JooVuu

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picture of a generic Chinese mirror cam and very light on detail, even if by some miracle they get funded I can't see it happening
Not only that, but it's going to be very hard to upload videos at 3G/4G whilst driving as data will vary massively. So the other option is to wait until you get back to your home and upload via wifi, but then the 'real-time' aspect is kind of irrelevant. I do like the concept, though a bit skeptical on how this companies officers are going to liase with the police in a way the public cannot already, but I think the hardware and technology just aren't going to be up to scratch in any shape or form. The concept is good but I think it needs to be re-worked. Also you'll run into a whole load of privacy issues such as retaining data and personal information.

Just my 2 cents, if you can pull it off, fair play, but it's going to be one huge mountain to climb.

Cheers,

Dan
 

SawMaster

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Much the same here. First I don't like the idea of "Big Brother" having cams watching me everywhere even though I am a pretty good driver and citizen. I do intentionally break road laws sometimes where safety isn't compromised for various reasons and I'd rather not have those rare times recorded. Where I live they've lowered speed limits and eliminated passing zones in several places where there have been no other changes happening which might cause that, and I am far from being alone in more or less ignoring the changes which very few actually obey completely. When the law is stupid or less safe, I reserve the right to ignore it (at my own peril should I get caught of course).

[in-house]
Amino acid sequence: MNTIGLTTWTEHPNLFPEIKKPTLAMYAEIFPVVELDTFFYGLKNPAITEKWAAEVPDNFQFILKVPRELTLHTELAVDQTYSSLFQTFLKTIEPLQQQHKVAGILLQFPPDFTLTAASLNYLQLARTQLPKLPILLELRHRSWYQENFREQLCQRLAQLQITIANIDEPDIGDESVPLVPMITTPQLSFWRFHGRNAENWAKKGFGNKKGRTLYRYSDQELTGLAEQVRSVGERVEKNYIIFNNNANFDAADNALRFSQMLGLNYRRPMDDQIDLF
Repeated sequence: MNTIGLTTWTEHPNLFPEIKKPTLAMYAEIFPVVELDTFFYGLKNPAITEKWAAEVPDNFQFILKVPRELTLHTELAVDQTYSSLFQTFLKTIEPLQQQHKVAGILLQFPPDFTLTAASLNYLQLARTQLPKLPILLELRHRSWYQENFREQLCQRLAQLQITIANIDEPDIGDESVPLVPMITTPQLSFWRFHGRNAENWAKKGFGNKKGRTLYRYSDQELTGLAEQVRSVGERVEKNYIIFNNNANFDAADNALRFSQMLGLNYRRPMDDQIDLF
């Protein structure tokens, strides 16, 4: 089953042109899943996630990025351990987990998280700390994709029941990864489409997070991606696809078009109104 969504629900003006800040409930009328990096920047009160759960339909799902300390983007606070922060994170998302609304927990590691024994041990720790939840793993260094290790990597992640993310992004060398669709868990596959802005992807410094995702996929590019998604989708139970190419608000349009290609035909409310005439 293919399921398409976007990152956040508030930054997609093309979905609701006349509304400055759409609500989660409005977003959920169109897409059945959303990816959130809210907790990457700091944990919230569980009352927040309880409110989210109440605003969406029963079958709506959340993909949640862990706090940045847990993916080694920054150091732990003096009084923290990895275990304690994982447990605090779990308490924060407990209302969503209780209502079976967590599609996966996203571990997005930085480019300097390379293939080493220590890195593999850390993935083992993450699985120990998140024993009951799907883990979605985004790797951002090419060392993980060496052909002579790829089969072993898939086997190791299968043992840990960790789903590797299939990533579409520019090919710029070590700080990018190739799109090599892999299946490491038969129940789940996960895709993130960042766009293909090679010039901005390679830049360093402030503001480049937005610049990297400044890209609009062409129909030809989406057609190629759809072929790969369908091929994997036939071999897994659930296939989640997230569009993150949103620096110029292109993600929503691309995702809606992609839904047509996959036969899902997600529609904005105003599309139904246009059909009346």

I'm also quite aware of the types of people who hold government jobs are like here, including Law Enforcement and the Judiciary, and I do not want those idiots involved with my life any further than is absolutely necessary. A ten year old child can make better decisions than they do. I am against giving them any more powers or work to handle as they can't properly deal with what they've got on their plate now. Then there's the practicality angle here; how are you going to send the stuff in rural areas where there's no wifi for miles, and what happens to those limited networks when suddenly there is a full million times increase in the data being sent? Your phone will cease working because the government will seize the bandwidth because it 'officially needs it'. No mobile computer use either. And there's not enough radio frequency spectrum available to do this even if it was all dedicated to this purpose, and that can never be changed.

Specific cam aside, this is just a plainly stupid impractical idea proposed by people who believe that we can create a "Utopia" here on Earth. It cannot and will not ever happen and there is no point in considering something which is this impossible when there are many more possible things we can do right now to improve life for all of us.

Phil
 

Viking

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I really feel pity about these "reporting people" without any life or just don’t know, how to use their time other than to nagging other people.

What gonna be the next. Volunteer there watch all the security camera there is in the town, watching if people breaking the law. Another local volunteer team, which keep people back until police come to give a ticket. And after that, even more. It's like a cancer there slowly spread.

So NO THANKS to any kind of assistant moral police.
 

petepete

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Not a good idea to hand unviewed footage to the police as they have already informed the public they will look for ANY infringement of the law and you might just have auto handed them the evidence to do so !!

DOH !!!

2000 rpms video above is a classic case...